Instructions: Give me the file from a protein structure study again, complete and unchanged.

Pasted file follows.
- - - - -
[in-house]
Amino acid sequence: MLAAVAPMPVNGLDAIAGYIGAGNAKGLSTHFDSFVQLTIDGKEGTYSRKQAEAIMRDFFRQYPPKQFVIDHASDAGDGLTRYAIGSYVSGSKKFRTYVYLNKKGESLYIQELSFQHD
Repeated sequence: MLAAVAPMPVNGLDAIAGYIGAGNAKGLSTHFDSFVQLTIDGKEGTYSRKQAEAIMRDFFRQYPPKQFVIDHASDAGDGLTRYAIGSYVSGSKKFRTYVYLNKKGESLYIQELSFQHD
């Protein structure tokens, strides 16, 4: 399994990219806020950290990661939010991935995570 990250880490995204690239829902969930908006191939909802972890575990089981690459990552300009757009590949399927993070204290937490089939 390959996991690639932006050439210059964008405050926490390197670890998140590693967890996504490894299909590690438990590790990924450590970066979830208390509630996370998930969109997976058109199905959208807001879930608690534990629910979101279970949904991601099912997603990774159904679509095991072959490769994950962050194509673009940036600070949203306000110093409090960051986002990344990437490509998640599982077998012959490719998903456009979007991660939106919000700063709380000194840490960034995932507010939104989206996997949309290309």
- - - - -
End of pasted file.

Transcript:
[in-house]
Amino acid sequence: MLAAVAPMPVNGLDAIAGYIGAGNAKGLSTHFDSFVQLTIDGKEGTYSRKQAEAIMRDFFRQYPPKQFVIDHASDAGDGLTRYAIGSYVSGSKKFRTYVYLNKKGESLYIQELSFQHD
Repeated sequence: MLAAVAPMPVNGLDAIAGYIGAGNAKGLSTHFDSFVQLTIDGKEGTYSRKQAEAIMRDFFRQYPPKQFVIDHASDAGDGLTRYAIGSYVSGSKKFRTYVYLNKKGESLYIQELSFQHD
């Protein structure tokens, strides 16, 4: 399994990219806020950290990661939010991935995570 990250880490995204690239829902969930908006191939909802972890575990089981690459990552300009757009590949399927993070204290937490089939 390959996991690639932006050439210059964008405050926490390197670890998140590693967890996504490894299909590690438990590790990924450590970066979830208390509630996370998930969109997976058109199905959208807001879930608690534990629910979101279970949904991601099912997603990774159904679509095991072959490769994950962050194509673009940036600070949203306000110093409090960051986002990344990437490509998640599982077998012959490719998903456009979007991660939106919000700063709380000194840490960034995932507010939104989206996997949309290309």